Dr. Jerald Caton and PhD candidate Junnian Zheng of Texas A&M University report on their use of an engine cycle simulation to evaluate the energy and exergy distribution of various processes in a low temperature combustion (LTC) diesel engine in a paper published in the journal Energy.
Low temperature combustion regimes with high levels of EGR and late injection are of interest because of the potential reduction of both NOx and PM emissions. However, they note, there are few detailed thermodynamic evaluations including second law analysis of the LTC engine.
They first validated their model with experimental data at eight operating conditions including four different EGR levels and two different injection timings. They then used the model to evaluate the effect of EGR level and injection timing on the first and second law parameters.
As EGR was increased, intake temperature and equivalence ratio increased. Results showed that for the case at 0% EGR level with conventional injection timing, about 30% of the fuel exergy was destructed during combustion processes, and as EGR level increased to 45% (intake temperature and equivalence ratio also increased), the combustion destructed exergy decreased to 20% of the fuel exergy. This was largely due to the related combustion temperature increase.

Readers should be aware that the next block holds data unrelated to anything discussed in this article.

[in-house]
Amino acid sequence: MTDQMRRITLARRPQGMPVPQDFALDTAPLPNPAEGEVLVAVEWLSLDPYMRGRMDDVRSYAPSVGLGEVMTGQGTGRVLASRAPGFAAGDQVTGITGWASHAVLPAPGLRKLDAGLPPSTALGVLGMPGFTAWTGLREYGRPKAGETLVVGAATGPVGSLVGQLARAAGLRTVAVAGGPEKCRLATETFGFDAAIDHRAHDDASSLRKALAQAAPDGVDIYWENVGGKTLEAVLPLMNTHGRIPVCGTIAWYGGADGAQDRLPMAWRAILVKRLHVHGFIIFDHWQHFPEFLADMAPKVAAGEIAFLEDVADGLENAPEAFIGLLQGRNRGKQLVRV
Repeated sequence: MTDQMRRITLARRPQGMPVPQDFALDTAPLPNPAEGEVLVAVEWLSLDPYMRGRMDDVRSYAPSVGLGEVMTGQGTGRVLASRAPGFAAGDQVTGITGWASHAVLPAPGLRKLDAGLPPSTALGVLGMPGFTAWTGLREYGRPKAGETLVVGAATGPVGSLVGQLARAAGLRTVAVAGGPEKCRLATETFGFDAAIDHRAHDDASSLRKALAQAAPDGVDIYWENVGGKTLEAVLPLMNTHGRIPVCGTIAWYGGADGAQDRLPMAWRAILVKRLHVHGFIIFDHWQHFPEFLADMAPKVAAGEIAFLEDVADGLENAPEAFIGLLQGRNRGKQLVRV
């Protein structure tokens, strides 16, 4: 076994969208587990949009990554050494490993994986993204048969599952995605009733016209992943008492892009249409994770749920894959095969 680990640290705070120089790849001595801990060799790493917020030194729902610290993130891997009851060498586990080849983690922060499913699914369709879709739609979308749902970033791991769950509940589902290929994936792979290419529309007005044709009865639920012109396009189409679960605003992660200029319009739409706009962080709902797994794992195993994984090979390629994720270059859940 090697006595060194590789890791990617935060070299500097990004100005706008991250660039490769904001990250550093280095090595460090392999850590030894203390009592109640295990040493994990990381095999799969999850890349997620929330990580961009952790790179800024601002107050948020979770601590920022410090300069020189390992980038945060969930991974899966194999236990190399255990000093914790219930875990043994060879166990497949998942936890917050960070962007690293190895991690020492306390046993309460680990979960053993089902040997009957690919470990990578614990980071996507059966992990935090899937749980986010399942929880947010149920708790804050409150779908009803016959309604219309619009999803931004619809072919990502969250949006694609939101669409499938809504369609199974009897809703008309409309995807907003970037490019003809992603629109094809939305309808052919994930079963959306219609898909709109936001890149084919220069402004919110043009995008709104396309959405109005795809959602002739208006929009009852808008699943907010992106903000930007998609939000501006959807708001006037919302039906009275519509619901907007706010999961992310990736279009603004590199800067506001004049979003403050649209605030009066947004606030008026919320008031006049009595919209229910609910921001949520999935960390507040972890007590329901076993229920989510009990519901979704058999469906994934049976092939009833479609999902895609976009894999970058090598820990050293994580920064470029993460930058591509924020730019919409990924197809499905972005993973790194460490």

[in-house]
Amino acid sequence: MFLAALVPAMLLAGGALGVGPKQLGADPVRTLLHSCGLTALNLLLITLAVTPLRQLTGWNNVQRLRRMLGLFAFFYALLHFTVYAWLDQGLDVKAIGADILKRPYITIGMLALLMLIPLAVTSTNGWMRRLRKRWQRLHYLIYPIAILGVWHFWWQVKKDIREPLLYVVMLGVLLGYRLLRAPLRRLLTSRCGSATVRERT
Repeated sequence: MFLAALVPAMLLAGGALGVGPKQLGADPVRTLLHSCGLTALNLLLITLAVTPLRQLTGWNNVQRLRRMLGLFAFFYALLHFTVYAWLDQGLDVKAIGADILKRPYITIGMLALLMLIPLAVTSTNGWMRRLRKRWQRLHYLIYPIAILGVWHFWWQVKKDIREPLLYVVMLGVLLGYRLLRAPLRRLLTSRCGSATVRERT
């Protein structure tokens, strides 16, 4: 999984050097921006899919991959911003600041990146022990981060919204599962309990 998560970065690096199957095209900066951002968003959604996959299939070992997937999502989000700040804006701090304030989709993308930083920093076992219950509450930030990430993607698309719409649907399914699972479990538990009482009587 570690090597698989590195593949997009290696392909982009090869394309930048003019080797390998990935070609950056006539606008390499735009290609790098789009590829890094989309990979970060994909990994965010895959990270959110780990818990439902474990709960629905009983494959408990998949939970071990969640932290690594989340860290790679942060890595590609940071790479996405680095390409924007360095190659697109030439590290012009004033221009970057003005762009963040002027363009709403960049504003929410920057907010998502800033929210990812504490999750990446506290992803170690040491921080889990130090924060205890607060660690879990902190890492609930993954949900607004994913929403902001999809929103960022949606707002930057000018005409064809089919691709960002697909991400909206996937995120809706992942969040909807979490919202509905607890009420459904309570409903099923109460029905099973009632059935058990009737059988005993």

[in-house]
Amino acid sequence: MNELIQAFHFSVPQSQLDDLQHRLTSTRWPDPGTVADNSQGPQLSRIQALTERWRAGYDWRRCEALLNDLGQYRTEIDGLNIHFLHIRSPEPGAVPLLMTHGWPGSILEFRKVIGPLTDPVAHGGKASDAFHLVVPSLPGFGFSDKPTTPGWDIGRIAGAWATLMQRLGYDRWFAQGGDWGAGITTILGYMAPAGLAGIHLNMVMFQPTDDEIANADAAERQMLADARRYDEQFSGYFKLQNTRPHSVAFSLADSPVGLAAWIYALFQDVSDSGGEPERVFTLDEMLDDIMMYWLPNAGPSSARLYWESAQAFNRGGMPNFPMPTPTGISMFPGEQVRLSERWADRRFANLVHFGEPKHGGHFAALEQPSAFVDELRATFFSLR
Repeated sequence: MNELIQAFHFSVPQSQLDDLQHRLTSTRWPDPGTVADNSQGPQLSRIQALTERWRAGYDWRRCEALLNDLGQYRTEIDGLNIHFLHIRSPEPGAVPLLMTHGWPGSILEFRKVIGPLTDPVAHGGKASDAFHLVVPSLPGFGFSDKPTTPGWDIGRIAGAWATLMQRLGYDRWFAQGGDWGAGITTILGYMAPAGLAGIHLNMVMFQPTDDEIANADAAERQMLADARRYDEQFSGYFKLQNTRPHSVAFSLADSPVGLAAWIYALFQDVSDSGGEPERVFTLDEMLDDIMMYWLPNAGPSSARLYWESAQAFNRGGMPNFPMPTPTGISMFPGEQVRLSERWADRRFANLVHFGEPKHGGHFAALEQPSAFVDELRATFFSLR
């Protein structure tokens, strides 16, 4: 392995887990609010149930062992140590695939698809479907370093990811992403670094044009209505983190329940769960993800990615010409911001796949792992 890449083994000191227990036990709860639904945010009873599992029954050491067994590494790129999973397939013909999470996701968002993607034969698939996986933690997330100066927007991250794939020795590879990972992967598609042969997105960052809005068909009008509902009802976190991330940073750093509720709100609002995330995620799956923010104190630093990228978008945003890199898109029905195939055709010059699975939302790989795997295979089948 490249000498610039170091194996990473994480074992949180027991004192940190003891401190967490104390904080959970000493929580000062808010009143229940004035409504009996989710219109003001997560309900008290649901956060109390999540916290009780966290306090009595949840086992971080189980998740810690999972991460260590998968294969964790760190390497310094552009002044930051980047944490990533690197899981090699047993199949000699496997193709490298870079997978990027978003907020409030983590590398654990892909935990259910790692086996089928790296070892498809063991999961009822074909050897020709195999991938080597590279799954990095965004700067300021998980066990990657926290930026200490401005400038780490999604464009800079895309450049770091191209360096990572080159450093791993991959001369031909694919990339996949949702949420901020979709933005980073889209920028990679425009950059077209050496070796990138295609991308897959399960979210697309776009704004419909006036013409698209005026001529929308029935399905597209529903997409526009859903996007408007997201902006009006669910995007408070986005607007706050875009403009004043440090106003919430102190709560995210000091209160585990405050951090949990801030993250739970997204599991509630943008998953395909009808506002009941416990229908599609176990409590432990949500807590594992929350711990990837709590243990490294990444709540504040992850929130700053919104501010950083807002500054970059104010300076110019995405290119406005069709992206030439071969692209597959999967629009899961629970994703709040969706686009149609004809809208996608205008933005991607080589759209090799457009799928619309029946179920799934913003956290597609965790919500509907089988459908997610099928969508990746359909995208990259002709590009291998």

For both conventional (−6.5° aTDC) and late (1.5° aTDC) injection timings, the percentage of exergy transfer through flows increases as EGR increases, which is attributed to the retarded ignition by increasing EGR. Other parameters such as energy and exergy transfer due to heat transfer, blow-by, and unburned fuel also were determined as a function of EGR level and injection timing.
Junnian Zheng, Jerald A. Caton (2012) Second law analysis of a low temperature combustion diesel engine: Effect of injection timing and exhaust gas recirculation, Energy, Volume 38, Issue 1, Pages 78-84 doi: 10.1016/j.energy.2011.12.034